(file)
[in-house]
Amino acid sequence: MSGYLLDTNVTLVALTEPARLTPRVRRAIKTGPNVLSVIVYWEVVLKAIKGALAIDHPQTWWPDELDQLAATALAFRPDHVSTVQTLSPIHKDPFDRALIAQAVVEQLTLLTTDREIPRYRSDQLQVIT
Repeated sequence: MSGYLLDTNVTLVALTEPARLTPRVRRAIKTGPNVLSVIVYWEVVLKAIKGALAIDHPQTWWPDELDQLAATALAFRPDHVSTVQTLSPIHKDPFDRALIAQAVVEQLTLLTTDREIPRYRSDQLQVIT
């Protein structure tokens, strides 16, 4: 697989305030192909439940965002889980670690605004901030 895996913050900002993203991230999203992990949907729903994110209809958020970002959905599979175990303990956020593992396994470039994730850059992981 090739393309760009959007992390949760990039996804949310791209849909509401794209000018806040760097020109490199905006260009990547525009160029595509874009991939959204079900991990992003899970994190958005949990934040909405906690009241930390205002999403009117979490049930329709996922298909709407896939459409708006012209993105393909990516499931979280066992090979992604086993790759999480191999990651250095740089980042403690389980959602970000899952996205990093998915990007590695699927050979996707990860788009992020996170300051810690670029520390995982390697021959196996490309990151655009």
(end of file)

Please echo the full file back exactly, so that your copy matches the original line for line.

[in-house]
Amino acid sequence: MSGYLLDTNVTLVALTEPARLTPRVRRAIKTGPNVLSVIVYWEVVLKAIKGALAIDHPQTWWPDELDQLAATALAFRPDHVSTVQTLSPIHKDPFDRALIAQAVVEQLTLLTTDREIPRYRSDQLQVIT
Repeated sequence: MSGYLLDTNVTLVALTEPARLTPRVRRAIKTGPNVLSVIVYWEVVLKAIKGALAIDHPQTWWPDELDQLAATALAFRPDHVSTVQTLSPIHKDPFDRALIAQAVVEQLTLLTTDREIPRYRSDQLQVIT
């Protein structure tokens, strides 16, 4: 697989305030192909439940965002889980670690605004901030 895996913050900002993203991230999203992990949907729903994110209809958020970002959905599979175990303990956020593992396994470039994730850059992981 090739393309760009959007992390949760990039996804949310791209849909509401794209000018806040760097020109490199905006260009990547525009160029595509874009991939959204079900991990992003899970994190958005949990934040909405906690009241930390205002999403009117979490049930329709996922298909709407896939459409708006012209993105393909990516499931979280066992090979992604086993790759999480191999990651250095740089980042403690389980959602970000899952996205990093998915990007590695699927050979996707990860788009992020996170300051810690670029520390995982390697021959196996490309990151655009």